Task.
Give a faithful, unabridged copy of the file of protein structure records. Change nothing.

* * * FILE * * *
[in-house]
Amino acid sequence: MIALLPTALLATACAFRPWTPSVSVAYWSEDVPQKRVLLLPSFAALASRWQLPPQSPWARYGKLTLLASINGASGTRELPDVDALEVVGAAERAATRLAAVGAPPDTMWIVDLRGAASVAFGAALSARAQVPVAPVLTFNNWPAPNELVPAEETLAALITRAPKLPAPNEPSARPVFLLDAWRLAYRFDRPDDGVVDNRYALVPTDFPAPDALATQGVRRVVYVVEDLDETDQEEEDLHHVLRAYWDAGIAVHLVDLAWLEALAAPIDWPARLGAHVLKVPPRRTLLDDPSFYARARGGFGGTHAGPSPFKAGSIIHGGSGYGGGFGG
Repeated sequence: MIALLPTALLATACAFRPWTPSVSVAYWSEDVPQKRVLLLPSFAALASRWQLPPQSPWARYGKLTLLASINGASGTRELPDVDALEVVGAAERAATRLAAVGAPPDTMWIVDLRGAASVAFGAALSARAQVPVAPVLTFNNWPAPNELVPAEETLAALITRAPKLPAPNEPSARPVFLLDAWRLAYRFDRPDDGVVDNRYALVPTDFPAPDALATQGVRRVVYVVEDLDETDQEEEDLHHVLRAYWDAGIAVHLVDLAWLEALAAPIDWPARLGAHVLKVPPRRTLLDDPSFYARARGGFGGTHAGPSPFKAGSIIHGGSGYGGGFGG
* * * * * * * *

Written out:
[in-house]
Amino acid sequence: MIALLPTALLATACAFRPWTPSVSVAYWSEDVPQKRVLLLPSFAALASRWQLPPQSPWARYGKLTLLASINGASGTRELPDVDALEVVGAAERAATRLAAVGAPPDTMWIVDLRGAASVAFGAALSARAQVPVAPVLTFNNWPAPNELVPAEETLAALITRAPKLPAPNEPSARPVFLLDAWRLAYRFDRPDDGVVDNRYALVPTDFPAPDALATQGVRRVVYVVEDLDETDQEEEDLHHVLRAYWDAGIAVHLVDLAWLEALAAPIDWPARLGAHVLKVPPRRTLLDDPSFYARARGGFGGTHAGPSPFKAGSIIHGGSGYGGGFGG
Repeated sequence: MIALLPTALLATACAFRPWTPSVSVAYWSEDVPQKRVLLLPSFAALASRWQLPPQSPWARYGKLTLLASINGASGTRELPDVDALEVVGAAERAATRLAAVGAPPDTMWIVDLRGAASVAFGAALSARAQVPVAPVLTFNNWPAPNELVPAEETLAALITRAPKLPAPNEPSARPVFLLDAWRLAYRFDRPDDGVVDNRYALVPTDFPAPDALATQGVRRVVYVVEDLDETDQEEEDLHHVLRAYWDAGIAVHLVDLAWLEALAAPIDWPARLGAHVLKVPPRRTLLDDPSFYARARGGFGGTHAGPSPFKAGSIIHGGSGYGGGFGG